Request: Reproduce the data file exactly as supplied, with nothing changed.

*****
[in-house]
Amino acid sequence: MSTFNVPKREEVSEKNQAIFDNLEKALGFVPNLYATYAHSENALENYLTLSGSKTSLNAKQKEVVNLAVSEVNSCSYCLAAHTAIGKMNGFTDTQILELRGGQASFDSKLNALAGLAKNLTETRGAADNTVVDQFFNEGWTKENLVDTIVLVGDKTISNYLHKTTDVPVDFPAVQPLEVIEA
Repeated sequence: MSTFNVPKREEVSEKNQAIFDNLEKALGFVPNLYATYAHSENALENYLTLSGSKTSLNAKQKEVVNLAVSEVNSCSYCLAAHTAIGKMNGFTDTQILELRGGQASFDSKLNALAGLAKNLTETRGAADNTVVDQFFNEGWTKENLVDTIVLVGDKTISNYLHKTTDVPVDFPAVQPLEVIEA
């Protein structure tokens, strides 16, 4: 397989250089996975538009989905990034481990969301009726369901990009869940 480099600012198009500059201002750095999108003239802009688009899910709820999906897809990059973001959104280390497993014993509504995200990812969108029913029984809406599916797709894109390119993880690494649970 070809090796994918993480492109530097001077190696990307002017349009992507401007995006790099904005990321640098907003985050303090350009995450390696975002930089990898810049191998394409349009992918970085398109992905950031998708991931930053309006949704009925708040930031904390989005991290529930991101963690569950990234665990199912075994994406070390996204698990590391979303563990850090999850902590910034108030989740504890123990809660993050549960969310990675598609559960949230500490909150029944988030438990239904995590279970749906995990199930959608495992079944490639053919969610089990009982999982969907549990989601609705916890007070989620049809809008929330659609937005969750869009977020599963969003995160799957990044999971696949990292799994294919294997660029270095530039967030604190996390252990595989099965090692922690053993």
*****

[in-house]
Amino acid sequence: MSTFNVPKREEVSEKNQAIFDNLEKALGFVPNLYATYAHSENALENYLTLSGSKTSLNAKQKEVVNLAVSEVNSCSYCLAAHTAIGKMNGFTDTQILELRGGQASFDSKLNALAGLAKNLTETRGAADNTVVDQFFNEGWTKENLVDTIVLVGDKTISNYLHKTTDVPVDFPAVQPLEVIEA
Repeated sequence: MSTFNVPKREEVSEKNQAIFDNLEKALGFVPNLYATYAHSENALENYLTLSGSKTSLNAKQKEVVNLAVSEVNSCSYCLAAHTAIGKMNGFTDTQILELRGGQASFDSKLNALAGLAKNLTETRGAADNTVVDQFFNEGWTKENLVDTIVLVGDKTISNYLHKTTDVPVDFPAVQPLEVIEA
């Protein structure tokens, strides 16, 4: 397989250089996975538009989905990034481990969301009726369901990009869940 480099600012198009500059201002750095999108003239802009688009899910709820999906897809990059973001959104280390497993014993509504995200990812969108029913029984809406599916797709894109390119993880690494649970 070809090796994918993480492109530097001077190696990307002017349009992507401007995006790099904005990321640098907003985050303090350009995450390696975002930089990898810049191998394409349009992918970085398109992905950031998708991931930053309006949704009925708040930031904390989005991290529930991101963690569950990234665990199912075994994406070390996204698990590391979303563990850090999850902590910034108030989740504890123990809660993050549960969310990675598609559960949230500490909150029944988030438990239904995590279970749906995990199930959608495992079944490639053919969610089990009982999982969907549990989601609705916890007070989620049809809008929330659609937005969750869009977020599963969003995160799957990044999971696949990292799994294919294997660029270095530039967030604190996390252990595989099965090692922690053993």